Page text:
Just this week, Julee Wilson, beauty director at Cosmopolitan, published a massive list of 125 Black-owned beauty brands to “support right freakin’ now.” Akili King, Vogue’s beauty editorial assistant, and Noami Elizée, Vogue’s associate market editor, both shared a list of 55 Black-owned brands to support “now, and always.”
Read through, bookmark and seek out these brands — some of which you may already be familiar with — the next time you plan to purchase something. Then commit to supporting them long term.
There is a whole Instagram account, Blak Business, dedicated to sharing the works of Australian Indigenous mob all over Australia.
Olivia Williams, a proud Wiradjuri woman, runs the account and provides followers with accessible explainers on various topics around Indigenous Australia while promoting Black businesses.
“Purchasing and wearing merchandise such as jewellery, clothing and tote bags from Aboriginal and Torres Strait Islander businesses is one way allies can support the Indigenous community,” she said in an Instagram post while breaking down the question “is it OK for non-Indigenous people to wear Indigenous merch?”
Olivia urged buyers to be thoughtful and selective about what merch they choose to wear. For instance, fashion that explicitly represents the Indigenous community is often seen as inappropriate for non-Indigenous people to wear, for example, a T-shirt that says “Blak Girl Magic” or “Straight Out of Dreamtime.”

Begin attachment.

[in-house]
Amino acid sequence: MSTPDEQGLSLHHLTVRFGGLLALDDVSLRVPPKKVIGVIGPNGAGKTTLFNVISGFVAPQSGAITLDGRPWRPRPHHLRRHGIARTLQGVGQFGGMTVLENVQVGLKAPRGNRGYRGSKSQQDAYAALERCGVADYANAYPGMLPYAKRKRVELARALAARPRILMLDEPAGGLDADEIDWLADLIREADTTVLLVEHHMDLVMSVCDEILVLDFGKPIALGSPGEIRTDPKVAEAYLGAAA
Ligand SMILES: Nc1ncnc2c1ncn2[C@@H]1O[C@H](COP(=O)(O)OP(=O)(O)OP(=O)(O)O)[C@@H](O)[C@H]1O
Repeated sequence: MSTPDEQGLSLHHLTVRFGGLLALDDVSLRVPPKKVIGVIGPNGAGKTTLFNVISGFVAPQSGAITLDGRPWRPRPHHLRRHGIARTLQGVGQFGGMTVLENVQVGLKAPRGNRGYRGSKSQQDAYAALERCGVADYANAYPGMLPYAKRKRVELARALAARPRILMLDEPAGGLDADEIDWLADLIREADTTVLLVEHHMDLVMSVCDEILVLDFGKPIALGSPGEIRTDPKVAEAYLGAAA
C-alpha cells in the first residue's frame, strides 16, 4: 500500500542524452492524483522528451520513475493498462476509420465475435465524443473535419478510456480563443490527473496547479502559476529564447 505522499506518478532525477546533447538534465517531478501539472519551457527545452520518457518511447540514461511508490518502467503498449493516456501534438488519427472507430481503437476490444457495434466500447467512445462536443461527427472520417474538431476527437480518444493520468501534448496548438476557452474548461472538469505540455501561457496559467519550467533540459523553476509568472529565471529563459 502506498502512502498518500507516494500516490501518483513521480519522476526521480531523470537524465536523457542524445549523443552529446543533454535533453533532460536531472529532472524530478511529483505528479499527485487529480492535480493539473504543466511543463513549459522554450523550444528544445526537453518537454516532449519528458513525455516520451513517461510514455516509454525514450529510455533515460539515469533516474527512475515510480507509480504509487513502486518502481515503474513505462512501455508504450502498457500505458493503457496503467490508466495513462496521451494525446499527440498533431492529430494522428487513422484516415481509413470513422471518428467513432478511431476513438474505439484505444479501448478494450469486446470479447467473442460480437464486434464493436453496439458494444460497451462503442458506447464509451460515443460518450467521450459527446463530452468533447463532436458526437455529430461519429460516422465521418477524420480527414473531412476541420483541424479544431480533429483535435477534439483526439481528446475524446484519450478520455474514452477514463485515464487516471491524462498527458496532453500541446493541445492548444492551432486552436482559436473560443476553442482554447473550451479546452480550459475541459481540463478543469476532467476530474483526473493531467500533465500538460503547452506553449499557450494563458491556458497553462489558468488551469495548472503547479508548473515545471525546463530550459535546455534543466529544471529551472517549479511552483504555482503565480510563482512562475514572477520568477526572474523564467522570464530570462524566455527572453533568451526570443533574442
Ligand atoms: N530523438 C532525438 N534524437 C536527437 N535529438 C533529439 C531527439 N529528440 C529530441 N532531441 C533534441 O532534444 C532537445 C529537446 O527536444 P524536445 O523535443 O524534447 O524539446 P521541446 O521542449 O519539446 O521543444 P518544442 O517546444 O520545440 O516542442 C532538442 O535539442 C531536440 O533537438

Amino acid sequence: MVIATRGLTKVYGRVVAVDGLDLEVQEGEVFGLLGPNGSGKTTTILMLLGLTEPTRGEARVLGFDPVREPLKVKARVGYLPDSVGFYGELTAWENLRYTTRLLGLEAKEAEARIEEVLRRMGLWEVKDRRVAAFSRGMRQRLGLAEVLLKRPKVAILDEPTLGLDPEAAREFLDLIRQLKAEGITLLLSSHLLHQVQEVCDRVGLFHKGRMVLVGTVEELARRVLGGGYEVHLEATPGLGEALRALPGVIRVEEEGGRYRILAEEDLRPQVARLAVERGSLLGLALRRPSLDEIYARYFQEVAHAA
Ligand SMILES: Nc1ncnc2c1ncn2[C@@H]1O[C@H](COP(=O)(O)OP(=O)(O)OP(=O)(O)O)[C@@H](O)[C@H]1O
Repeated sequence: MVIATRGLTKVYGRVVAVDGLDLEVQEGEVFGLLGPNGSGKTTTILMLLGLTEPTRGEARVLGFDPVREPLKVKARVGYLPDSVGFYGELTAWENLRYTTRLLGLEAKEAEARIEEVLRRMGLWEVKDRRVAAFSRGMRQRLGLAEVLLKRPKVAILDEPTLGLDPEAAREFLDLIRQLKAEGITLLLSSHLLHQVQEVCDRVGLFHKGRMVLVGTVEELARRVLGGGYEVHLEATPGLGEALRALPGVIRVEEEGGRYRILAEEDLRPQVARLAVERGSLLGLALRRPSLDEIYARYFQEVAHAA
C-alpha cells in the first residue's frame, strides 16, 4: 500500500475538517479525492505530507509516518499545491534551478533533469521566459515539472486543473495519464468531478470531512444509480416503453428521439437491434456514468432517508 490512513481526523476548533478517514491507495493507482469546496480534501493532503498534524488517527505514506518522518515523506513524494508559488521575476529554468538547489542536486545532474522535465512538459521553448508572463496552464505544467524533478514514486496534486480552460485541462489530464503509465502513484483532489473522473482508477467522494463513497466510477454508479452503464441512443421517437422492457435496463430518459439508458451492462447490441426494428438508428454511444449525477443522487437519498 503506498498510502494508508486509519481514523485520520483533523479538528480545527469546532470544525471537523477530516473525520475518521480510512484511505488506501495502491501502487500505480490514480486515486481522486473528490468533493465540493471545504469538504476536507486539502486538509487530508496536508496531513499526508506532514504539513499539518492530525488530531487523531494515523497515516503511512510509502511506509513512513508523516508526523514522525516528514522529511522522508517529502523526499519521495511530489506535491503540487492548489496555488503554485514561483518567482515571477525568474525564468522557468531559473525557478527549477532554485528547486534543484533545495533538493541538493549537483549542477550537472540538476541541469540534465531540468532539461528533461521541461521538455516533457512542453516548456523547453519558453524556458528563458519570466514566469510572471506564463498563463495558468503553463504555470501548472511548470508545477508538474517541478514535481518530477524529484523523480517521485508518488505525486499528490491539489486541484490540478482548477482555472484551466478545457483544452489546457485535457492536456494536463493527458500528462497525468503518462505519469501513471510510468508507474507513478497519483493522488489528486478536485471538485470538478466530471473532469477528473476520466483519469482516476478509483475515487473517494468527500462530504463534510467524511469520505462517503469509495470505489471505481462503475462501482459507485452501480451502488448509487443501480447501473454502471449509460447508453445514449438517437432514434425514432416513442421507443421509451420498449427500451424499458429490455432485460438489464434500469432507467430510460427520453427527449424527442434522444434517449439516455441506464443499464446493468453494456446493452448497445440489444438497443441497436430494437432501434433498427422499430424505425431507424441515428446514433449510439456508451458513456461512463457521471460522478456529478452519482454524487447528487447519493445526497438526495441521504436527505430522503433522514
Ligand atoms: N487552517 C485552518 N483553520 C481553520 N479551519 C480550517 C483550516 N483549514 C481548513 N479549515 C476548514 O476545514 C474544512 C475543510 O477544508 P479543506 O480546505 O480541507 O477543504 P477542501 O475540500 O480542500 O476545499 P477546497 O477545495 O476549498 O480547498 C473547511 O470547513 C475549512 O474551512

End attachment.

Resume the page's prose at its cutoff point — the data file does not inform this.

“These pieces are not intended for non-Indigenous people,” Olivia explained.
Below, 11 picks from Black-owned fashion and beauty brands you can buy right now.
Haus of Dizzy
These gorgeous accessories by Kristy Dickinson have been worn by the likes of Lauryn Hill. Kristy told Marlee Silva on Mamamia’s Tiddas 4 Tiddas podcast the name Haus of Dizzy came from a Newtown house party she threw with her roommates because Dizzy was a term of endearment to her best friends.
Indigenous pride pieces include ‘Sovereignty Never Ceded’ and ‘Always Was, Always Will Be’ earrings.
“These are a range that I have made to remind us of our history and how strong and resilient our First Nations people are,” Kristy wrote on Instagram.
“We have survived so much in our lives and we keep on surviving!”
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Jamie Feldman contributed to this report.